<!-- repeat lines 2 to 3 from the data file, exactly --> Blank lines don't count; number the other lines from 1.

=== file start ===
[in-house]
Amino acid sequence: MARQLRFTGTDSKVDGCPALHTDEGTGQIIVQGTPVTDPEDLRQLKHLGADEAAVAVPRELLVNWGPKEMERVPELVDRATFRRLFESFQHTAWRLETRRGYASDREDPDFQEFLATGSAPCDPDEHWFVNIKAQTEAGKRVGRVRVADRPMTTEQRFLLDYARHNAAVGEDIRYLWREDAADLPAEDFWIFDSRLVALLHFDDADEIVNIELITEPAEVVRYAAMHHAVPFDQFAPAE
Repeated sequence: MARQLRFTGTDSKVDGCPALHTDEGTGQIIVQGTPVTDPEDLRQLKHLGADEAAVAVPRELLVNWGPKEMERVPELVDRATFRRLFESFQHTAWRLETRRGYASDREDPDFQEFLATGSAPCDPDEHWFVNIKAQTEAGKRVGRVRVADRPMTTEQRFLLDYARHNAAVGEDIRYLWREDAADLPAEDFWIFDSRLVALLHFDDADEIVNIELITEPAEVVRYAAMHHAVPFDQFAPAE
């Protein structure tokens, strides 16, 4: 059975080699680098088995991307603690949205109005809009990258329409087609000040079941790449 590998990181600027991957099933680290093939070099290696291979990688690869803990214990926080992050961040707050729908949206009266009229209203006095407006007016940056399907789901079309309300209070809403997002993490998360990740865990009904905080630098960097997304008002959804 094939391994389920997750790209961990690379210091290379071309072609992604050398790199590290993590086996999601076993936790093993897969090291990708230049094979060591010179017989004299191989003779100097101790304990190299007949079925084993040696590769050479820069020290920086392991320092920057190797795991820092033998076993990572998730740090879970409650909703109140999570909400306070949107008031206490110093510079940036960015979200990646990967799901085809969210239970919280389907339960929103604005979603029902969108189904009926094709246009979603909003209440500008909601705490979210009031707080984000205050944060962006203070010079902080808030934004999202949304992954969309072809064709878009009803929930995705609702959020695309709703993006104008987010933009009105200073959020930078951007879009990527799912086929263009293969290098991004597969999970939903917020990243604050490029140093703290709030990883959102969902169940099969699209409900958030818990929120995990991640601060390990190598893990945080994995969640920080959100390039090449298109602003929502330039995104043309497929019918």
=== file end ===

Amino acid sequence: MARQLRFTGTDSKVDGCPALHTDEGTGQIIVQGTPVTDPEDLRQLKHLGADEAAVAVPRELLVNWGPKEMERVPELVDRATFRRLFESFQHTAWRLETRRGYASDREDPDFQEFLATGSAPCDPDEHWFVNIKAQTEAGKRVGRVRVADRPMTTEQRFLLDYARHNAAVGEDIRYLWREDAADLPAEDFWIFDSRLVALLHFDDADEIVNIELITEPAEVVRYAAMHHAVPFDQFAPAE
Repeated sequence: MARQLRFTGTDSKVDGCPALHTDEGTGQIIVQGTPVTDPEDLRQLKHLGADEAAVAVPRELLVNWGPKEMERVPELVDRATFRRLFESFQHTAWRLETRRGYASDREDPDFQEFLATGSAPCDPDEHWFVNIKAQTEAGKRVGRVRVADRPMTTEQRFLLDYARHNAAVGEDIRYLWREDAADLPAEDFWIFDSRLVALLHFDDADEIVNIELITEPAEVVRYAAMHHAVPFDQFAPAE